Figure 2 shows the increase of relative viscosity (η * = η/η p ) with the increase of the aggregation index A α for the different flow conditions (C numbers). The first observation is that the flow conditions affect the extent of the viscosity increase. Such a behavior is generally attributed to wall slip and sedimentation effects, however the data presented here were produced in rheometric tools with modified surfaces in order to minimize the slip effect [22]. In addition, the C flow number and total residual time in low shear rates imply that the sedimentation of the cells was also minimized. Based on the assumption of minimized slip and cell sedimentation the viscosity in Fig. 2 shows a counterintuitive behaviour as it decreases with the increase of aggregation; according to the current understanding the viscosity would be expected to rise with the increase of aggregation. The decline of the viscosity, as a result of the increase of aggregation, is revealed when the mean viscosity at specific aggregation states is considered; in Fig. 2 the heavier dashed line represents the mean value of viscosity from all viscosity values at a given A α .

For a better understanding of the behavior of viscosity is important to further analyze the effect of aggregation on blood microstructure and more specifically on the characteristics of the developed cell network. Indeed, it has been shown that the integrity of the microstructure is not a monotonically increasing function of aggregation [22]; the integrity index AI was found to decrease after a certain increase in the value of A α . The influence of both AI and A α on the measured viscosity is shown in Fig. 3, where the viscosity has been normalized by A α (panel (a)) and AI (panel (b)) and plotted against shear rate for three C numbers. The specific flow numbers and shear rates (below 10 s−1) where chosen as the conditions where slip and sedimentation are considered as negligible. As it can be observed, the difference in the viscosity behaviour is spread further for different C numbers when the aggregation index is related to viscosity (Fig. 3a). On the contrary, when the relative viscosity is normalized by the structural integrity index AI the viscosity curves collapse to a master curve (Fig. 3b). The same is observed for the two lower C flow numbers although not shown in the figure. This behaviour indicates that it is the structural integrity of the fluid that affects its viscosity behaviour, and more importantly that the changes in viscosity are directly proportional to the structural integrity for the particular flow cases.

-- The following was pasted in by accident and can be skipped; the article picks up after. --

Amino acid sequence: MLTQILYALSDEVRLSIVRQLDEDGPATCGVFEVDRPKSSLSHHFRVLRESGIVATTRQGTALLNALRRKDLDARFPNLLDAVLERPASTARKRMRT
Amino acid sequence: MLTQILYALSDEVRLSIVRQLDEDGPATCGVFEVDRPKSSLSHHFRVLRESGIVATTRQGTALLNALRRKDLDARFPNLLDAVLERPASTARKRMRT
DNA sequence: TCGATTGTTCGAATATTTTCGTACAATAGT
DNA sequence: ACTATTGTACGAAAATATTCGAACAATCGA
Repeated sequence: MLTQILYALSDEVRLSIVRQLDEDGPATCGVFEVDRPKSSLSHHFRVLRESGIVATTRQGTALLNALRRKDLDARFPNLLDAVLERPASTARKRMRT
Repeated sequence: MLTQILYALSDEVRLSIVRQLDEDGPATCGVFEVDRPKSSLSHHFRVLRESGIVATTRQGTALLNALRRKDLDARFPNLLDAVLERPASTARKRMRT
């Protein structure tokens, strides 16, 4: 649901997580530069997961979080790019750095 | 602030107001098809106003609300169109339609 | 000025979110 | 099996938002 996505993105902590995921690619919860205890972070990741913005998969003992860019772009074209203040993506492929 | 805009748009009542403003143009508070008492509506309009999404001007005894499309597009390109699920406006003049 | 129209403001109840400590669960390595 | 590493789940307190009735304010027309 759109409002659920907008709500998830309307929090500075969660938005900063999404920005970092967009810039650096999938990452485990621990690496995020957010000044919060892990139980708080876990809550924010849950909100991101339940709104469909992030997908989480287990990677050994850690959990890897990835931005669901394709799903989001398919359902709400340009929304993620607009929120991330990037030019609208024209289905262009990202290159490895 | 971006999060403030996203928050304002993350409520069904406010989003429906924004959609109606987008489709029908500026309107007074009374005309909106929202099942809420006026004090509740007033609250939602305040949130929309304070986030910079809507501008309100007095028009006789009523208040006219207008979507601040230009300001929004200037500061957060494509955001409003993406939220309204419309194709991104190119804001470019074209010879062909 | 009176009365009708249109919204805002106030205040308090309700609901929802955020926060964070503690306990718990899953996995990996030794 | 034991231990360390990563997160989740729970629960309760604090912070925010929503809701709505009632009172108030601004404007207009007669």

In order to examine the effect of hematocrit on the behaviour of the structural integrity AI blood samples at three different hematocrits (25, 35 and 45% ) were subjected to different shear rates for a period of 30 seconds, after a period of 10 seconds at high shearing (100 s−1). The results (Fig. 4) showed that, although the coefficient of variation was relatively large, AI was affected by both the imposed flow and the hematocrit. In general, as the hematocrit decreases and the shear rate increases the changes in the integrity of the fluid are more pronounced; the hydrodynamic stresses acting on aggregates result at an increase of the size of the aggregates in the expense of the size of the interaggregate branches. As the shear rate increases further the aggregate size and integrity of network are reduced.